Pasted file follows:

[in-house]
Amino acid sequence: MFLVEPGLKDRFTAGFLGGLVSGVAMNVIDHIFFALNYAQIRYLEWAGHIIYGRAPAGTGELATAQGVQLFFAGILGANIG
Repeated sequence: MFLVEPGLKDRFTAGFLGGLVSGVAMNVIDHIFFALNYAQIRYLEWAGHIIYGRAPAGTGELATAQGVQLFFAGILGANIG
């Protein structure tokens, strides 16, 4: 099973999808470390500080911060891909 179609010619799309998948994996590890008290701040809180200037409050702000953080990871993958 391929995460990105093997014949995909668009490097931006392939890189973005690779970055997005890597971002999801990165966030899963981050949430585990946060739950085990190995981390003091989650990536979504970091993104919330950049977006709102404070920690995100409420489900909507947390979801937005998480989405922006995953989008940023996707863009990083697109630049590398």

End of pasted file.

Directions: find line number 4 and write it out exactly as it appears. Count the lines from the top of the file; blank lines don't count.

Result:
């Protein structure tokens, strides 16, 4: 099973999808470390500080911060891909 179609010619799309998948994996590890008290701040809180200037409050702000953080990871993958 391929995460990105093997014949995909668009490097931006392939890189973005690779970055997005890597971002999801990165966030899963981050949430585990946060739950085990190995981390003091989650990536979504970091993104919330950049977006709102404070920690995100409420489900909507947390979801937005998480989405922006995953989008940023996707863009990083697109630049590398």